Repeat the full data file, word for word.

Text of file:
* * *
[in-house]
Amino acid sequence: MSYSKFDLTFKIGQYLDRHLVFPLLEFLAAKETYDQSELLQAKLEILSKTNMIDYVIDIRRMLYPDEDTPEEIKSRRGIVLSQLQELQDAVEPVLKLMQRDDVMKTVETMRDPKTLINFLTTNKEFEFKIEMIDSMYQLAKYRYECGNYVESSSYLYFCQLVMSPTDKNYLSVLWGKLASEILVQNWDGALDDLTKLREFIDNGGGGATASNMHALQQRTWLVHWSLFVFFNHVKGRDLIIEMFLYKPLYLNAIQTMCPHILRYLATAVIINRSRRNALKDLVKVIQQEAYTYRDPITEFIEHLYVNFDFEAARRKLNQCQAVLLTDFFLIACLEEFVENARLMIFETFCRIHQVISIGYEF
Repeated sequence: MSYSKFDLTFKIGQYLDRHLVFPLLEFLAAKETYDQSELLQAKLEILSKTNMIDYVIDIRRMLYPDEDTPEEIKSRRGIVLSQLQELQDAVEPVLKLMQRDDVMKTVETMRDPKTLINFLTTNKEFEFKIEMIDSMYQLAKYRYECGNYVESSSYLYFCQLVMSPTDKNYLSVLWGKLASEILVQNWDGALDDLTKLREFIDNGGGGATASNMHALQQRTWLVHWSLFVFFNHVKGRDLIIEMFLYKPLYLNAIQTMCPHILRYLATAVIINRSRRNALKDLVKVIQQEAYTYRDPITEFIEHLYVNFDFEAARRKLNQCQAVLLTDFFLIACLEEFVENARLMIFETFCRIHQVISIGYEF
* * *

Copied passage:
[in-house]
Amino acid sequence: MSYSKFDLTFKIGQYLDRHLVFPLLEFLAAKETYDQSELLQAKLEILSKTNMIDYVIDIRRMLYPDEDTPEEIKSRRGIVLSQLQELQDAVEPVLKLMQRDDVMKTVETMRDPKTLINFLTTNKEFEFKIEMIDSMYQLAKYRYECGNYVESSSYLYFCQLVMSPTDKNYLSVLWGKLASEILVQNWDGALDDLTKLREFIDNGGGGATASNMHALQQRTWLVHWSLFVFFNHVKGRDLIIEMFLYKPLYLNAIQTMCPHILRYLATAVIINRSRRNALKDLVKVIQQEAYTYRDPITEFIEHLYVNFDFEAARRKLNQCQAVLLTDFFLIACLEEFVENARLMIFETFCRIHQVISIGYEF
Repeated sequence: MSYSKFDLTFKIGQYLDRHLVFPLLEFLAAKETYDQSELLQAKLEILSKTNMIDYVIDIRRMLYPDEDTPEEIKSRRGIVLSQLQELQDAVEPVLKLMQRDDVMKTVETMRDPKTLINFLTTNKEFEFKIEMIDSMYQLAKYRYECGNYVESSSYLYFCQLVMSPTDKNYLSVLWGKLASEILVQNWDGALDDLTKLREFIDNGGGGATASNMHALQQRTWLVHWSLFVFFNHVKGRDLIIEMFLYKPLYLNAIQTMCPHILRYLATAVIINRSRRNALKDLVKVIQQEAYTYRDPITEFIEHLYVNFDFEAARRKLNQCQAVLLTDFFLIACLEEFVENARLMIFETFCRIHQVISIGYEF